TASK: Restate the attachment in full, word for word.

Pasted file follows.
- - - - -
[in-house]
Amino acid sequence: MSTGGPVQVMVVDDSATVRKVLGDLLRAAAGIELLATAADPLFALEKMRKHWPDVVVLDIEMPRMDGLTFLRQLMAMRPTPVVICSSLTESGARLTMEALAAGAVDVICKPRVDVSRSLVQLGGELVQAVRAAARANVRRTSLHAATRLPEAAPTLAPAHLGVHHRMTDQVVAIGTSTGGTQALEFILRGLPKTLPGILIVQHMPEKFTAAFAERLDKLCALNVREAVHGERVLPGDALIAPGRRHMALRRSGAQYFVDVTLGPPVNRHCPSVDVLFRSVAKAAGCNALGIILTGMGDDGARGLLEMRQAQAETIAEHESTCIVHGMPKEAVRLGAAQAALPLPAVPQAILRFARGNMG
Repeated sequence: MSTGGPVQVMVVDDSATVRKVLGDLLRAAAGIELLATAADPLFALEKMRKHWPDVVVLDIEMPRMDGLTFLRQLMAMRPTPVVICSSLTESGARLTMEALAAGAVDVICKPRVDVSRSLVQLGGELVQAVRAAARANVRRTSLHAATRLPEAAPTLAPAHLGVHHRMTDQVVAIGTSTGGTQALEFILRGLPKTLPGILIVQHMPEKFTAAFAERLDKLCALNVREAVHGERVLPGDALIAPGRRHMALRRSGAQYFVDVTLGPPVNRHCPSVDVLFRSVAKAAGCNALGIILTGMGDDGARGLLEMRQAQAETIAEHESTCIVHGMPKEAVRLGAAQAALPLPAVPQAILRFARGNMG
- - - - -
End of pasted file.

[in-house]
Amino acid sequence: MSTGGPVQVMVVDDSATVRKVLGDLLRAAAGIELLATAADPLFALEKMRKHWPDVVVLDIEMPRMDGLTFLRQLMAMRPTPVVICSSLTESGARLTMEALAAGAVDVICKPRVDVSRSLVQLGGELVQAVRAAARANVRRTSLHAATRLPEAAPTLAPAHLGVHHRMTDQVVAIGTSTGGTQALEFILRGLPKTLPGILIVQHMPEKFTAAFAERLDKLCALNVREAVHGERVLPGDALIAPGRRHMALRRSGAQYFVDVTLGPPVNRHCPSVDVLFRSVAKAAGCNALGIILTGMGDDGARGLLEMRQAQAETIAEHESTCIVHGMPKEAVRLGAAQAALPLPAVPQAILRFARGNMG
Repeated sequence: MSTGGPVQVMVVDDSATVRKVLGDLLRAAAGIELLATAADPLFALEKMRKHWPDVVVLDIEMPRMDGLTFLRQLMAMRPTPVVICSSLTESGARLTMEALAAGAVDVICKPRVDVSRSLVQLGGELVQAVRAAARANVRRTSLHAATRLPEAAPTLAPAHLGVHHRMTDQVVAIGTSTGGTQALEFILRGLPKTLPGILIVQHMPEKFTAAFAERLDKLCALNVREAVHGERVLPGDALIAPGRRHMALRRSGAQYFVDVTLGPPVNRHCPSVDVLFRSVAKAAGCNALGIILTGMGDDGARGLLEMRQAQAETIAEHESTCIVHGMPKEAVRLGAAQAALPLPAVPQAILRFARGNMG